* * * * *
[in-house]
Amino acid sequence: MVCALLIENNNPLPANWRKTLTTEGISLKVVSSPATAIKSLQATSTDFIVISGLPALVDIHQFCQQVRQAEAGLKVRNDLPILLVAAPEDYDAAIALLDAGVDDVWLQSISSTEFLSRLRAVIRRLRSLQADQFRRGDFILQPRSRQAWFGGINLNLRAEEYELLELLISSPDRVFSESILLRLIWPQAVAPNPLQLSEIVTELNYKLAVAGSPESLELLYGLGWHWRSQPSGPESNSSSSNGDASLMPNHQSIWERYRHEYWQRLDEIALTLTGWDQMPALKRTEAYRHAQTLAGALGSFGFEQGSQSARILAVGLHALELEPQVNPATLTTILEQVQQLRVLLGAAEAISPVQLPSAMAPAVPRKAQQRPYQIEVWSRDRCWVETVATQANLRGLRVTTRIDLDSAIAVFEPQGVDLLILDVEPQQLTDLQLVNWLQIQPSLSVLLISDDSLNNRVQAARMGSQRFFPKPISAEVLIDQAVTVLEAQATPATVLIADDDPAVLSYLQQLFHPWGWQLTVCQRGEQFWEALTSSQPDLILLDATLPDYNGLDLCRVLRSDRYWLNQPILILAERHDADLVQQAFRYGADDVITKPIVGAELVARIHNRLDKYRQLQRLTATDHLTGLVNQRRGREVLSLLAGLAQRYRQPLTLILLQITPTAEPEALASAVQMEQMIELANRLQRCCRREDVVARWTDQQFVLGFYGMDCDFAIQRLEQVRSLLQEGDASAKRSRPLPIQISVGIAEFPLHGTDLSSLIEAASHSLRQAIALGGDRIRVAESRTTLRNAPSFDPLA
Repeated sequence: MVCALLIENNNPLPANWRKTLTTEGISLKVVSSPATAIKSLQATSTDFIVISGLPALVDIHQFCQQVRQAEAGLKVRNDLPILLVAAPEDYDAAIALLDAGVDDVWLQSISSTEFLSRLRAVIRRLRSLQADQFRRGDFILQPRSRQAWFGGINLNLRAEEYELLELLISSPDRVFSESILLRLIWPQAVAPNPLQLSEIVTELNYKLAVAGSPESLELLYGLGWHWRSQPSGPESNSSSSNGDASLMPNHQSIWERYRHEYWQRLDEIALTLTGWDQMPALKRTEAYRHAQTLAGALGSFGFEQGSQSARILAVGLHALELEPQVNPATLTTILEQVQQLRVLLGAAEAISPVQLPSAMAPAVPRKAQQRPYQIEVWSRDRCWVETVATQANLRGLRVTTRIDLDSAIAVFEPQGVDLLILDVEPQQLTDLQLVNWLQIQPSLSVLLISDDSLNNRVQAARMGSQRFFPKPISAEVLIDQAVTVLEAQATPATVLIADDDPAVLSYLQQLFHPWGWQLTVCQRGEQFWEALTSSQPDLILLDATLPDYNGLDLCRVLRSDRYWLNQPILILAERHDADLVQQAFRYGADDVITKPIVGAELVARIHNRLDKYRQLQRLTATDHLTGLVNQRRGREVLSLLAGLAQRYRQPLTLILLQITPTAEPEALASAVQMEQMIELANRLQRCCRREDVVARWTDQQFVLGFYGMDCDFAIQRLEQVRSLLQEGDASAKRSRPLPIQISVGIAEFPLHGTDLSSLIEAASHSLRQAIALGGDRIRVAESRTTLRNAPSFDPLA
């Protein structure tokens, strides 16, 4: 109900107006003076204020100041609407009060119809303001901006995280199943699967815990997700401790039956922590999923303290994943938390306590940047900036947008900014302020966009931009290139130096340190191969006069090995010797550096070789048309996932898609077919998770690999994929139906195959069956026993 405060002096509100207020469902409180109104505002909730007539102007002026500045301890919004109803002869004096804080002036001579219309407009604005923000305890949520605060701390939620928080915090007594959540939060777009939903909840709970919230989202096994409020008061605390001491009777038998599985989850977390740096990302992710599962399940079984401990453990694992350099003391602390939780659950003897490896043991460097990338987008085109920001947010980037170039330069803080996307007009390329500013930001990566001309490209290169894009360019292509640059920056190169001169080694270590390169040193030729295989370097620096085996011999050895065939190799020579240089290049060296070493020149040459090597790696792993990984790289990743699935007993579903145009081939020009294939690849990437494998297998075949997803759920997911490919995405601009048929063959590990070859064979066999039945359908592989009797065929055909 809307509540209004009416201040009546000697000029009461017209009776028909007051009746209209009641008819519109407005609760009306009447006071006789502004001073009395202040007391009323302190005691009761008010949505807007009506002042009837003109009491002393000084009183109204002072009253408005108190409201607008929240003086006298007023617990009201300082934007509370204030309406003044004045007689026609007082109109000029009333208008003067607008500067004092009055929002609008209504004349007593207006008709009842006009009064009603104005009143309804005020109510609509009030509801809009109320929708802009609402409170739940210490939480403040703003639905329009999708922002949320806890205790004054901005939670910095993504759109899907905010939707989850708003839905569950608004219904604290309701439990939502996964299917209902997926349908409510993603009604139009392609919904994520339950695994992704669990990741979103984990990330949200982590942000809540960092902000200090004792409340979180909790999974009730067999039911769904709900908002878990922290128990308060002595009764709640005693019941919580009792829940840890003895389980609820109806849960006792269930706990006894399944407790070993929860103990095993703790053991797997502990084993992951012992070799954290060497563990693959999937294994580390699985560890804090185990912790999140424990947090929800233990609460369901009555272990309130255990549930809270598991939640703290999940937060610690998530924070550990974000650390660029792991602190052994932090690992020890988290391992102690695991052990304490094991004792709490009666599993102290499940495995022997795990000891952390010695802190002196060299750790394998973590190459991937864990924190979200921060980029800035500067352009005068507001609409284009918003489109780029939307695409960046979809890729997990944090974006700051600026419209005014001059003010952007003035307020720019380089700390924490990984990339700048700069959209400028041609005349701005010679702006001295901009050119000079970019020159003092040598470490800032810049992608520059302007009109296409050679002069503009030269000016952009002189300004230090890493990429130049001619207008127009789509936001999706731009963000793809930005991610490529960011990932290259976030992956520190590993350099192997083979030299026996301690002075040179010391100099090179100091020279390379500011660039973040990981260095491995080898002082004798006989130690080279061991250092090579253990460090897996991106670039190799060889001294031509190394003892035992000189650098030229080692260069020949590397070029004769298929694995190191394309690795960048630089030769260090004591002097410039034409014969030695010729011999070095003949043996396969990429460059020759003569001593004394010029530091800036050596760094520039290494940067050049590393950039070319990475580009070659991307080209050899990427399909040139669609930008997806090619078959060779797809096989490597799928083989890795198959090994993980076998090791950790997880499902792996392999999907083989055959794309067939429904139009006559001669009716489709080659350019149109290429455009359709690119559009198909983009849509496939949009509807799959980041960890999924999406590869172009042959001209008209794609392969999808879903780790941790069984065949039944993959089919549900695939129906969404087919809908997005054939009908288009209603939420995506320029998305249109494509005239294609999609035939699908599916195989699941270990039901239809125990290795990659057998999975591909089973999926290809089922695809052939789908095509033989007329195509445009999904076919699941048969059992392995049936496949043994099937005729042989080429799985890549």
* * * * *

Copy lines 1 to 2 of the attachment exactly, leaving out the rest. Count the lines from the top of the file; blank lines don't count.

[in-house]
Amino acid sequence: MVCALLIENNNPLPANWRKTLTTEGISLKVVSSPATAIKSLQATSTDFIVISGLPALVDIHQFCQQVRQAEAGLKVRNDLPILLVAAPEDYDAAIALLDAGVDDVWLQSISSTEFLSRLRAVIRRLRSLQADQFRRGDFILQPRSRQAWFGGINLNLRAEEYELLELLISSPDRVFSESILLRLIWPQAVAPNPLQLSEIVTELNYKLAVAGSPESLELLYGLGWHWRSQPSGPESNSSSSNGDASLMPNHQSIWERYRHEYWQRLDEIALTLTGWDQMPALKRTEAYRHAQTLAGALGSFGFEQGSQSARILAVGLHALELEPQVNPATLTTILEQVQQLRVLLGAAEAISPVQLPSAMAPAVPRKAQQRPYQIEVWSRDRCWVETVATQANLRGLRVTTRIDLDSAIAVFEPQGVDLLILDVEPQQLTDLQLVNWLQIQPSLSVLLISDDSLNNRVQAARMGSQRFFPKPISAEVLIDQAVTVLEAQATPATVLIADDDPAVLSYLQQLFHPWGWQLTVCQRGEQFWEALTSSQPDLILLDATLPDYNGLDLCRVLRSDRYWLNQPILILAERHDADLVQQAFRYGADDVITKPIVGAELVARIHNRLDKYRQLQRLTATDHLTGLVNQRRGREVLSLLAGLAQRYRQPLTLILLQITPTAEPEALASAVQMEQMIELANRLQRCCRREDVVARWTDQQFVLGFYGMDCDFAIQRLEQVRSLLQEGDASAKRSRPLPIQISVGIAEFPLHGTDLSSLIEAASHSLRQAIALGGDRIRVAESRTTLRNAPSFDPLA